Many jewelers, designers, and jewelry makers are less familiar with design patents than they are with copyrights, trademarks, or even utility patents. Yet, design patents—which last 14 years—“are tremendously useful in protecting your rights,” especially if a jewelry design can’t be covered by copyright because it isn’t sufficiently artistic or creative enough to meet copyright requirements, said attorney Jeffrey M. Kaden in his Thursday seminar.
“Without design patent protection, a new jewelry design (if not protected by copyright) will enter the public domain and be freely available for copying by your competitors,” he warned his audience.
To qualify for patent protection, according to federal law, a design must be:
• New and different. It must be novel and appear so to the observer. A design that merely imitates something old, such as a Statue of Liberty pendant, isn’t applicable.
• Ornamental. While a design patent is only given for “useful” items, protection is based on the ornamental appearance, not the use.
• Obvious and inventive. Differences between the design and other designs “must be obvious.”
• Original. The patent applicant must have invented or created the new design “independently without copying or derivation.”
• Limited to articles of manufacture or that could be manufactured. Designs “in the abstract” aren’t applicable. A design must be attached to or incorporated in a tangible object that can be manufactured (such as a ring, necklace, bracelet, or pendant).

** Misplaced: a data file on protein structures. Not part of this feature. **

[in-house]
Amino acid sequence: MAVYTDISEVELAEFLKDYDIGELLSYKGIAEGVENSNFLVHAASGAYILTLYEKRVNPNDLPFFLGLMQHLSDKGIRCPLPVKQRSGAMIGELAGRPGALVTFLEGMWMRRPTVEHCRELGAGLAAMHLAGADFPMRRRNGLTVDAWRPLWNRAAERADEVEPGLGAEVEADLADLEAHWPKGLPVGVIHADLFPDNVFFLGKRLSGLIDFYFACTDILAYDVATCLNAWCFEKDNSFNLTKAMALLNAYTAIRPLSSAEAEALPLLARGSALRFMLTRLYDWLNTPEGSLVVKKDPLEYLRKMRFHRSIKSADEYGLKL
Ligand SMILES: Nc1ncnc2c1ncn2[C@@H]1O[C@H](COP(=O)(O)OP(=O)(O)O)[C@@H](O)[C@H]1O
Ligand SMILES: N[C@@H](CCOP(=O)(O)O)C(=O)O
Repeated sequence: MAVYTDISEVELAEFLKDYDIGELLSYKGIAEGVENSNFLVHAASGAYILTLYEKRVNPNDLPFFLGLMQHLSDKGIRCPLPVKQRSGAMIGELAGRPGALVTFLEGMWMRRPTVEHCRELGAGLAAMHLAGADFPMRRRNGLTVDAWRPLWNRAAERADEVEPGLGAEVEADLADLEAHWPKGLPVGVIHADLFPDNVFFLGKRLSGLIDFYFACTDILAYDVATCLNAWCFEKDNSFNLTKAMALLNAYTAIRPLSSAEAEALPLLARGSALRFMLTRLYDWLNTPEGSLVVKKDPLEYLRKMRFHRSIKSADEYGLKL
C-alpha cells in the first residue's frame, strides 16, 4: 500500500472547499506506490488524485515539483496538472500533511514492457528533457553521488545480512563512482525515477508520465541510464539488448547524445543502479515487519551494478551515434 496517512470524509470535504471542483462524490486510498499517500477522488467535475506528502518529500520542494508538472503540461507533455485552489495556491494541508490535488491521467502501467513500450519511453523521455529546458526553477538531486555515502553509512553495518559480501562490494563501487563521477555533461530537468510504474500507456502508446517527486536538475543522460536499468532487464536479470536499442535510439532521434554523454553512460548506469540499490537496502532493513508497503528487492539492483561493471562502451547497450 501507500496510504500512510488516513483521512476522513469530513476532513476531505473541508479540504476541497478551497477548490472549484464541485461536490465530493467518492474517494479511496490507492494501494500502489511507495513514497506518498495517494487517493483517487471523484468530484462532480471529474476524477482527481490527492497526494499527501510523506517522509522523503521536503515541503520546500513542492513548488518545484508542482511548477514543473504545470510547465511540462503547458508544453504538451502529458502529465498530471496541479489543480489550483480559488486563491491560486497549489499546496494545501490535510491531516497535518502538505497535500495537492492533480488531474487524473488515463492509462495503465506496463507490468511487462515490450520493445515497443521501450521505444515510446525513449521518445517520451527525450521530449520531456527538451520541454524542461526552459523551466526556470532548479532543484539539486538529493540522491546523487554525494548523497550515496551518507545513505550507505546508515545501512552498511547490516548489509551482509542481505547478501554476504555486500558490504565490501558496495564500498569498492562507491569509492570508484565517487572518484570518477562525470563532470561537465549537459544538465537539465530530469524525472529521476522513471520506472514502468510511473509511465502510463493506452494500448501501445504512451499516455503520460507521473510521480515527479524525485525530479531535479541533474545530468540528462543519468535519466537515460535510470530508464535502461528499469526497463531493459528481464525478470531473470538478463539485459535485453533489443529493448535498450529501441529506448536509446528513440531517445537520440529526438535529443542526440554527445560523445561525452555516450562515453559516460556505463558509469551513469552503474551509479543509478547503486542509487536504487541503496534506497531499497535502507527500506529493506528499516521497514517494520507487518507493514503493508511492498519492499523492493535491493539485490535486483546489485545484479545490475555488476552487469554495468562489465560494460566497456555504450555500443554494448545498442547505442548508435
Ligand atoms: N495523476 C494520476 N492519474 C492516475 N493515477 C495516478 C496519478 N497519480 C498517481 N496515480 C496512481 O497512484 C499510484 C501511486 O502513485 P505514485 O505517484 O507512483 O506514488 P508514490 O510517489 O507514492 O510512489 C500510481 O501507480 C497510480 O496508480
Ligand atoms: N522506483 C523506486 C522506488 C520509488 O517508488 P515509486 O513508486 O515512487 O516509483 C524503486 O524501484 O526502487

Kaden said those employing jewelry designers should have them sign written contracts that expressly transfer all rights to designs they create on the job to the employer. Such agreements establish the employer’s title to the designs as the owner/originator. These must be recorded at the U.S. Patent Office (for a $40 fee) in order to establish title against any other claims.
Applications for U.S. design patents, Kaden told his audience, must be filed promptly and within no more than one year of the first public showing or first sale of the jewelry design. “After a year, there’s no chance of getting a design patent,” said Kaden. For international design protection, however, the designer must file before the first public showing or sale, in order to preserve all foreign rights.
Review and approval of a patent design application takes, on average, a year. Once approved, a patent is good for 14 years. Also, the patent marking is required on the item, either on the jewelry itself or its packaging, a detail, Kaden said, that design patent holders sometimes forget to take care of. “Without the required marking, damages can’t be awarded” in cases of infringement, said Kaden. “So, put it on as soon as the patent approved.”